Wednesday, November 23, 2016

Top 5 Wednesday: Books I Want to Re-Read

Top 5 Wednesday is a weekly meme hosted by Thoughts on Tomes. Check out the Goodreads group here.

I love to re-read books, even when I'm being threatened by my over enormous TBR pile. That is the ultimate compliment to be paid a book, I think, That you would spend your time and energy revisiting that story means that there was something special about it. The author clearly did something right in that case.

This week I'll share with you five books that I want to re-read in particular (leaving out, of course, Harry Potter, because otherwise I'd be here all day talking about them, but YES, I will always re-read HP).

Dash and Lily's Book of Dares by Rachel Cohn & David Levithan

I first read this book before I ever visited the Strand, where a great deal of the action takes place. Having since visited it, I want to re-read this story and be able to accurately picture all the things that these characters do as they engage in dare after dare. I love how well Rachel and David write together and I look forward to not only re-reading this book, but to getting my hands on the sequel as well.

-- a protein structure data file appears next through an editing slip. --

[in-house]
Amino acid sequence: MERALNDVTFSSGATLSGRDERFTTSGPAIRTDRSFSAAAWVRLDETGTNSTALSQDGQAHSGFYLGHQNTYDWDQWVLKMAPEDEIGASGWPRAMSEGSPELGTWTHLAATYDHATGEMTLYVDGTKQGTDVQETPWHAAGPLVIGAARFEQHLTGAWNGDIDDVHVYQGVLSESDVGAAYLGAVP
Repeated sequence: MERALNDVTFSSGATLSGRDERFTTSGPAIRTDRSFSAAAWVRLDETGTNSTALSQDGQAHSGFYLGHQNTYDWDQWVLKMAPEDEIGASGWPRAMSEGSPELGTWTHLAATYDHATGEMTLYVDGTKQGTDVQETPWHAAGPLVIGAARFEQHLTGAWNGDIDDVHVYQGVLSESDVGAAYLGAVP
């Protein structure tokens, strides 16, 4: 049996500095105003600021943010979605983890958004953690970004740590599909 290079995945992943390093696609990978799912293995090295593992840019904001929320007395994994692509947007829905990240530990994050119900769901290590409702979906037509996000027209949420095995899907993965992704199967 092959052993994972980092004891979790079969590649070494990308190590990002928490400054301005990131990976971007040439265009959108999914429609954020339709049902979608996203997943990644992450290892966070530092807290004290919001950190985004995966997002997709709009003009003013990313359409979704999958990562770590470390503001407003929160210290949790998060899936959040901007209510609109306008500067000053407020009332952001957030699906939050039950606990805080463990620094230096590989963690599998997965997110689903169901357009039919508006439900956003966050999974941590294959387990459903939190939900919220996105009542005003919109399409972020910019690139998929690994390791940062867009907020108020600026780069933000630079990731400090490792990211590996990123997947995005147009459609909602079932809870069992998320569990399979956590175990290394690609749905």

The Art of Asking, Or How I Learned to Stop Worrying and Let People Help by Amanda Palmer

Amanda Palmer is an amazing person in a lot of ways. She's smart, brave, fearless. When things do get to her, she doesn't sugar coat them. Her honesty is brutal and I think that's something that is sorely needed sometimes. She doesn't glamorize her life. Instead she uses her experience as a teaching tool for people that might need help. From what I can tell, she's the kind of person that would give you the last bite of food on her plate or the coat off her back is you needed it and asked. I want to re-read this book and see what I can learn upon a second reading. I think she has a lot more to teach.

The Thirteenth Tale by Diane Setterfield

This was a multi-layered mystery and I'm not sure that I remember all the twists and turns that it takes. I need to re-read it to get back to the core of the story and figure out what really happened to these characters.

The Night Circus by Erin Morgenstern

I loved the magical environment of the Circus the first time and I want to read it again, this time listening to it from the ever wonderful narrator Jim Dale. That's bound to add just another layer to the experience of this tale.

A Tree Grows in Brooklyn by Betty Smith

A Tree Grows in Brooklyn has long been my favorite Betty Smith book. It's tale of Francie Nolan's childhood in poverty is poignant and so important in this day. We can't forget that this is what it was like for thousands of people, the children of immigrants, in the early 1900s, and what it is still like for millions of poor people.

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